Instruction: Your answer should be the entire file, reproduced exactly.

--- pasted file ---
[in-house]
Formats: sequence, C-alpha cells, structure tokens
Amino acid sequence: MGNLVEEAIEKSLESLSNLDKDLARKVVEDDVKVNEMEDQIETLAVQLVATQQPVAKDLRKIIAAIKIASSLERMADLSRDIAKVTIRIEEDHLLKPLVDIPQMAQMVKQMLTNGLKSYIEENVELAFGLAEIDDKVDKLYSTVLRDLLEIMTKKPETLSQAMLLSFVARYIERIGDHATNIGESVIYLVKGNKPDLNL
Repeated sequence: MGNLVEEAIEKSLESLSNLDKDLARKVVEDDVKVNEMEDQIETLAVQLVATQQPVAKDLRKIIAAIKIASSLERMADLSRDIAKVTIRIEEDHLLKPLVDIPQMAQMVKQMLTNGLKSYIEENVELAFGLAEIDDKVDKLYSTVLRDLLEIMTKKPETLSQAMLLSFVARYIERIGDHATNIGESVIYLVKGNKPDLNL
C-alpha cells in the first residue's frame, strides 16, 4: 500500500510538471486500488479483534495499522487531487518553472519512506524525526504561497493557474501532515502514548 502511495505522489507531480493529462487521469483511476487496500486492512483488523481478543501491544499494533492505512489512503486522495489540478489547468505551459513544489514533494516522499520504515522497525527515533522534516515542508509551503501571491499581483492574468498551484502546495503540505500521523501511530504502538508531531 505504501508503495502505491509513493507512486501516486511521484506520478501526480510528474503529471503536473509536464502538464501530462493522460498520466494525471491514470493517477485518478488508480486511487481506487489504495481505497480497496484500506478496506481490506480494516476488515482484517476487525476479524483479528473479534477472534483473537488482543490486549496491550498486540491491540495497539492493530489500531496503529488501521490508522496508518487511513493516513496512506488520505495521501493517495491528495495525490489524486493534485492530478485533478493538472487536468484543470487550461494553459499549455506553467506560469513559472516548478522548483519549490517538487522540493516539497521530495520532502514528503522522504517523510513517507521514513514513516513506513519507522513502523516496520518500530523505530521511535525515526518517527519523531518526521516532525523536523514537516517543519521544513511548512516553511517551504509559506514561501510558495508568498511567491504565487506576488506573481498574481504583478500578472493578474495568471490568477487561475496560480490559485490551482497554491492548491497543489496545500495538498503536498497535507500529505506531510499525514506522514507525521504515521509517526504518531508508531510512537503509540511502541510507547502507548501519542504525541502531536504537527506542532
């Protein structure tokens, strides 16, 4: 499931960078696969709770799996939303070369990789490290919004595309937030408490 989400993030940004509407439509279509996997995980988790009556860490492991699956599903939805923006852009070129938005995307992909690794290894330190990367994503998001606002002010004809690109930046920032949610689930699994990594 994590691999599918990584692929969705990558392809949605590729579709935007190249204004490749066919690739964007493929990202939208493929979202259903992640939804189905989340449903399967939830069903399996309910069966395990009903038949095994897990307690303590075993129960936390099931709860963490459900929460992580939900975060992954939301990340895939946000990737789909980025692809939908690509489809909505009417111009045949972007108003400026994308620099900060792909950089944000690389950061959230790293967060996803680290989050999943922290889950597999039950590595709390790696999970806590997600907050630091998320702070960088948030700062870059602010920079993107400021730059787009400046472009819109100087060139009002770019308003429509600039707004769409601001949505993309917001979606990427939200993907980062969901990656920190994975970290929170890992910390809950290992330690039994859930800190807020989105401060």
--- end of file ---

[in-house]
Formats: sequence, C-alpha cells, structure tokens
Amino acid sequence: MGNLVEEAIEKSLESLSNLDKDLARKVVEDDVKVNEMEDQIETLAVQLVATQQPVAKDLRKIIAAIKIASSLERMADLSRDIAKVTIRIEEDHLLKPLVDIPQMAQMVKQMLTNGLKSYIEENVELAFGLAEIDDKVDKLYSTVLRDLLEIMTKKPETLSQAMLLSFVARYIERIGDHATNIGESVIYLVKGNKPDLNL
Repeated sequence: MGNLVEEAIEKSLESLSNLDKDLARKVVEDDVKVNEMEDQIETLAVQLVATQQPVAKDLRKIIAAIKIASSLERMADLSRDIAKVTIRIEEDHLLKPLVDIPQMAQMVKQMLTNGLKSYIEENVELAFGLAEIDDKVDKLYSTVLRDLLEIMTKKPETLSQAMLLSFVARYIERIGDHATNIGESVIYLVKGNKPDLNL
C-alpha cells in the first residue's frame, strides 16, 4: 500500500510538471486500488479483534495499522487531487518553472519512506524525526504561497493557474501532515502514548 502511495505522489507531480493529462487521469483511476487496500486492512483488523481478543501491544499494533492505512489512503486522495489540478489547468505551459513544489514533494516522499520504515522497525527515533522534516515542508509551503501571491499581483492574468498551484502546495503540505500521523501511530504502538508531531 505504501508503495502505491509513493507512486501516486511521484506520478501526480510528474503529471503536473509536464502538464501530462493522460498520466494525471491514470493517477485518478488508480486511487481506487489504495481505497480497496484500506478496506481490506480494516476488515482484517476487525476479524483479528473479534477472534483473537488482543490486549496491550498486540491491540495497539492493530489500531496503529488501521490508522496508518487511513493516513496512506488520505495521501493517495491528495495525490489524486493534485492530478485533478493538472487536468484543470487550461494553459499549455506553467506560469513559472516548478522548483519549490517538487522540493516539497521530495520532502514528503522522504517523510513517507521514513514513516513506513519507522513502523516496520518500530523505530521511535525515526518517527519523531518526521516532525523536523514537516517543519521544513511548512516553511517551504509559506514561501510558495508568498511567491504565487506576488506573481498574481504583478500578472493578474495568471490568477487561475496560480490559485490551482497554491492548491497543489496545500495538498503536498497535507500529505506531510499525514506522514507525521504515521509517526504518531508508531510512537503509540511502541510507547502507548501519542504525541502531536504537527506542532
């Protein structure tokens, strides 16, 4: 499931960078696969709770799996939303070369990789490290919004595309937030408490 989400993030940004509407439509279509996997995980988790009556860490492991699956599903939805923006852009070129938005995307992909690794290894330190990367994503998001606002002010004809690109930046920032949610689930699994990594 994590691999599918990584692929969705990558392809949605590729579709935007190249204004490749066919690739964007493929990202939208493929979202259903992640939804189905989340449903399967939830069903399996309910069966395990009903038949095994897990307690303590075993129960936390099931709860963490459900929460992580939900975060992954939301990340895939946000990737789909980025692809939908690509489809909505009417111009045949972007108003400026994308620099900060792909950089944000690389950061959230790293967060996803680290989050999943922290889950597999039950590595709390790696999970806590997600907050630091998320702070960088948030700062870059602010920079993107400021730059787009400046472009819109100087060139009002770019308003429509600039707004769409601001949505993309917001979606990427939200993907980062969901990656920190994975970290929170890992910390809950290992330690039994859930800190807020989105401060």